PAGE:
A memorial service will be held at Lincoln’s Inn on 1 March 2018.

Law (and injustice) from around the world

America

Flynn goes down like a pled zeppelin

Well as puns go, it went. But the point is partly to draw attention to a grammatical difference (one of many) between American and British use of English. We Brits say plead (present tense) and pleaded (past tense, or possibly aorist). They say plead and pled, like lead and led, and NOT like read and read.

The substance of this story is that Michael Flynn, President Trump’s former national security adviser, has reached a cooperation and plea deal with Special Counsel Robert Mueller, who is heading an investigation into allegations that the Russian state colluded with Trump’s team in last year’s US presidential election campaign. Flynn has basically pleaded (pled) guilty to lying to the FBI, and is now cooperating with prosecutors and ready to testify about Russian contacts. It is another riveting development in a long-running saga, which may eventually lead to Trump himself being charged with something, even if it is only obstructing the course of justice. In response to the plea deal, Trump tweeted:

As the Guardian explained (Trump’s tweets about Flynn could show he obstructed justice, say analysts):  

Trump had not previously said Flynn lost his job because of an actual criminal matter, such as lying to the FBI, rather than the political error of lying to vice-president Mike Pence, which was cited at the time. Analysts were quick to point out that if Trump knew Flynn lied to the FBI, his asking then FBI director James Comey to drop the investigation of Flynn would constitute obstruction of justice, one of the issues Mueller is examining. Trump later fired Comey.

Since then, it’s been suggested that Trump’s lawyer drafted the incriminating tweet on behalf of his client, which seems to raise regulatory issues apart from anything else. You also wonder how many other tweets by the president were actually drafted by others.

For more on this story, read

 

France

Royal snaps too Closer for comfort

The criminal Tribunal de Grande Instance in Nanterre, Paris, ruled that France’s Closer magazine, Laurence Pieau (its editorial director) and Ernesto Mauri (the chief executive of its publisher, the Mondadori group) had gravely infringed Prince William and Princess Catherine’s right to privacy and family life when they published topless photographs of the Duchess during their holiday in the South of France in 2012.

The sentence handed down by the criminal Tribunal of Nanterre On Tuesday 5 September 2017 follows the judgment in Nanterre’s civil court in 2012 – later held up by the court of appeal of Versailles in June 2013 – that injuncted the dissemination and broadcast of the offending photographs in whatever form by Closer and other French publications.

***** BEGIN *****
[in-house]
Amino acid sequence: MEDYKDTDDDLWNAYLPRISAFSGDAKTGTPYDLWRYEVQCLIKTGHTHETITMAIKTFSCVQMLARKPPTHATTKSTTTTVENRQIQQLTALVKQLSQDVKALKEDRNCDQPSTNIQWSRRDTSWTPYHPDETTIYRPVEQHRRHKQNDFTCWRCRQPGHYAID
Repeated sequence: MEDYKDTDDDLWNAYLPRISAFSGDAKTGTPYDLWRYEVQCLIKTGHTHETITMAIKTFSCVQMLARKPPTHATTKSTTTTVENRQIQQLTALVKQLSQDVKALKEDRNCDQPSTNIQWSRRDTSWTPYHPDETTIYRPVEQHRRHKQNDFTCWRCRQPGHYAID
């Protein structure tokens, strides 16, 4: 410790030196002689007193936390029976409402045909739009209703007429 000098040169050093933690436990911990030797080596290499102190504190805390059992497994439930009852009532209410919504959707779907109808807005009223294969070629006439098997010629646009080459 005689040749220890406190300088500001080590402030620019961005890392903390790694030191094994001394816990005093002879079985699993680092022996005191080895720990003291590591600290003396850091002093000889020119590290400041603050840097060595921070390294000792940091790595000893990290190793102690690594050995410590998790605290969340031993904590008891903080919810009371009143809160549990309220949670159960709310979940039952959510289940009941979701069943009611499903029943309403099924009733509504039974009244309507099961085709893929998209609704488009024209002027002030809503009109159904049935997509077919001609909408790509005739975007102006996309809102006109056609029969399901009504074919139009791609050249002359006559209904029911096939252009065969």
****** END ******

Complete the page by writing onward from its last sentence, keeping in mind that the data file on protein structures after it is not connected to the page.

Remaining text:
You can read a full report of the case, written by Julie de Lassus Saint-Geniès and published by Farrer & Co, on Inforrm’s blog.

Sweden

Remote control rape conviction

A man has been convicted in a court in Uppsala of rape for coercing young teenagers in Canada, Britain and the United States to perform sexual acts in front of webcams. He was sentenced to ten years in prison.

Bjorn Samstrom had threatened to post photos of 26 girls and one boy on pornography sites or to kill their relatives unless they performed sex acts as he watched from Sweden,  The Independent reported, adding that:

while Samstrom never met his victims in person, he was guilty of rape, sexual coercion and other charges. It was the first time in Sweden that a person was convicted of rape for offences that took place over the internet. Under Swedish law, rape doesn’t have to include intercourse, but can be an act considered equally violating.

Interestingly, from a transparency and open justice point of view, it seems that the 20-day trial was held “behind closed doors” (ie in private) to protect the juvenile victims’ identities. Only 18 of the 26 girls had been identified from the material discovered on Samstrom’s computer. They were interviewed and their video testimony played in court, but none were physically present at the trial. So not only were the offences committed virtually or remotely, but the trial of those offences was also conducted in a semi-virtual (and hidden) manner. However Samstrom admitted coercing the teens — all under age 15 at the time — but denied his actions constituted rape. It is presumably on that point that, as the  Mail Online  reports, he has vowed to appeal.

See also this thread from Professor James Chalmers of the univesity of Glasgow via Twitter, which includes a link to the relevant law (translated).

Tweet of the Week

is a bit of good advice for pupils from Mary Aspinall-Miles, a barrister at 12 College Place chambers in Southampton.

That’s it folks! Thanks for following. We’ll have more next week, but in the meantime check out the other posts on this blog and, if you haven’t already done so, try out our fast new case search facilities by clicking on Home or ICLR.3 at the top of the page.

This post was written by Paul Magrath, ICLR blog editor, and does not necessarily represent the views of ICLR as an organisation.

Paul MagrathPaul is Head of Product Development and Online Content at ICLR - the leading supplier of law reports for England and Wales.
Paul Magrath

Paul is Head of Product Development and Online Content at ICLR - the leading supplier of law reports for England and Wales.